05/26/2017, 16.40
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Terrorists kill dozens in an attack targeting Christians

According to Fr Greiche, a spokesman for the Egyptian Catholic Church, militants want to "purify Egypt and the Middle East of the Christian presence." The attack on the eve of Ramadan is the "the worst advertisement". It is a sad moment for Egypt and “Muslims who want to live peace". Tonight, prayers and services will be held in memory of the victims.

Cairo (AsiaNews) – Christians are “targeted by terrorists;” this is “a fact. From their distorted perspective, such actions "are an attempt to purify Egypt and the Middle East of the Christian presence,” said Fr Rafic Greiche, spokesman for the Egyptian Catholic Church, who talked to AsiaNews about today’s attack against Coptic Christians.

"Different sources give contradictory figures for the number of casualties,” Fr Greiche noted. “Some reports say 23; others, 25; the latest rumours say 26 dead (36 according to others). What is certain is that there are also many children among the victims."

In its initial reporting, Egypt’s state news agency, citing local sources, said that about a dozen men armed with automatic weapons, stopped a bus carrying pilgrims to the monastery of Anba Samuel in Minya Governorate, south of Cairo, then opened fire on the passengers. One apparently taped the slaughter with a smartphone. According to the latest news, “The terrorists attacked at least three vehicles,” Fr Rafic said.

In addition to the dead, dozens of people were wounded, some in serious conditions, by a group of Jihadis, perhaps linked to the Islamic State group, active in the area. Eyewitnesses claim that gunmen were wearing military uniforms.

The pilgrims were travelling to an orthodox monastery in Upper Egypt, about 300 kilometres from Cairo. Many people visit the monastery on week-ends to pray and attend Mass, especially on Friday, which is the day off in Egypt.

"Many people came for the [religious] services,” Fr Greiche said, and were “an easy target for terrorists.” In fact, "Today is the eve of Ramadan, which the terrorists picked for their attack,” he added. “They did the same on 11 December, the birthday of the Prophet Muhammad. They attack when there are a lot of people. "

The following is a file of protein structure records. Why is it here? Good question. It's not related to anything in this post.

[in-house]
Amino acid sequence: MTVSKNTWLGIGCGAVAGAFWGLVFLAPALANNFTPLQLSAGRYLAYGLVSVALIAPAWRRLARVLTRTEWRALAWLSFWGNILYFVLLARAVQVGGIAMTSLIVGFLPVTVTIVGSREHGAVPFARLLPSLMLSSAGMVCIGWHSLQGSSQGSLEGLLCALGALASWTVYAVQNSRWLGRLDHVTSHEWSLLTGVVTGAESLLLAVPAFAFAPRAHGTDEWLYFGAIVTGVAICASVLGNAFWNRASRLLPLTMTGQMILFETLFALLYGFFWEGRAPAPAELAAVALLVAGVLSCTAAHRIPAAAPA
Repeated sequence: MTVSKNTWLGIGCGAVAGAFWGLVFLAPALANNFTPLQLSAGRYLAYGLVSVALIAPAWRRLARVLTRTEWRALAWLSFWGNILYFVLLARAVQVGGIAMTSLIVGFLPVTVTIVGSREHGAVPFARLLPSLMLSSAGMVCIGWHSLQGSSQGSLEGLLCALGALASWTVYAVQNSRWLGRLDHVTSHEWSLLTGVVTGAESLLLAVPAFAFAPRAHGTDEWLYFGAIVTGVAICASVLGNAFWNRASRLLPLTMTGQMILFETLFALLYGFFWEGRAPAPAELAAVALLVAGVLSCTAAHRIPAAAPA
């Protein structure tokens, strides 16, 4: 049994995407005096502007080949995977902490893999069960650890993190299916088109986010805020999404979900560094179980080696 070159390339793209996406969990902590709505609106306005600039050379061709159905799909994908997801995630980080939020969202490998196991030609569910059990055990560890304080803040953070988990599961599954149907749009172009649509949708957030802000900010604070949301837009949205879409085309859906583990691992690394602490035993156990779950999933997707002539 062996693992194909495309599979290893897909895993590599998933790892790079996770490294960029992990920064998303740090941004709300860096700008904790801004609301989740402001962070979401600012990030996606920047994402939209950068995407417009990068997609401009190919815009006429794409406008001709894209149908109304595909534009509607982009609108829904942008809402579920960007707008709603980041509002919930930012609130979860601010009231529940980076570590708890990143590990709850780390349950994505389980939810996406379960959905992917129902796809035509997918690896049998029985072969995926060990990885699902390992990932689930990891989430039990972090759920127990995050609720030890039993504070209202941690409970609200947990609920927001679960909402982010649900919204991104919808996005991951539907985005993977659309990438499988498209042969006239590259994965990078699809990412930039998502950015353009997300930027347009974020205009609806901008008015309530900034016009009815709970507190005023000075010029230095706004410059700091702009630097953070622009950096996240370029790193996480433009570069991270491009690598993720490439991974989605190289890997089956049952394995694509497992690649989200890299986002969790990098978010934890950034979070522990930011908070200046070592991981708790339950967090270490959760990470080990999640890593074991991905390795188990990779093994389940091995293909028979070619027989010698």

In addition to being a “sad moment for Egypt and Egyptians, especially for Muslims who want to live in peace,” this new attack a few hours before the start of the Islamic month of fasting and prayer "is the worst advertisement" terrorists can have. "This evening, we shall pray for the new Christian victims during Mass and other services.”

Today's incident is but the latest in a long trail of blood among Egypt’s Christian minority (10 per cent of the population). At least 75 Christians have been killed by Muslim extremists over the past few months, in last month’s church attacks, in the Palm Sunday bombing, as well as last December’s attack against St Catherine Coptic cathedral in Abassiya, Cairo.

Following these attacks, the Islamic State group (also known by its Arabic acronym Daesh) claimed responsibility for them and threatened more violence against the country’s Christian minority.

The rising violence almost scuttled Pope Francis's apostolic visit to Egypt in late April. The pontiff went ahead anyway and met with Egyptian President al-Sisi, al-Azhar Grand Imam Ahmad Al-Tayeb, and celebrated Mass in front of tens of thousands of faithful.

Recently, Egypt’s public prosecutor charged 48 alleged Islamic State militants and sympathisers in connection with three attacks against Coptic churches. At present, 31 are in prison, whilst the others are still on the run.

In light of the escalation of violence, Egyptian President Abdul Fattah al-Sisi has imposed a state of emergency across the country. Today he chaired a meeting of his security council during which he pledged an all-out war against extremist and Jihadi movements operating in the country. (DS)

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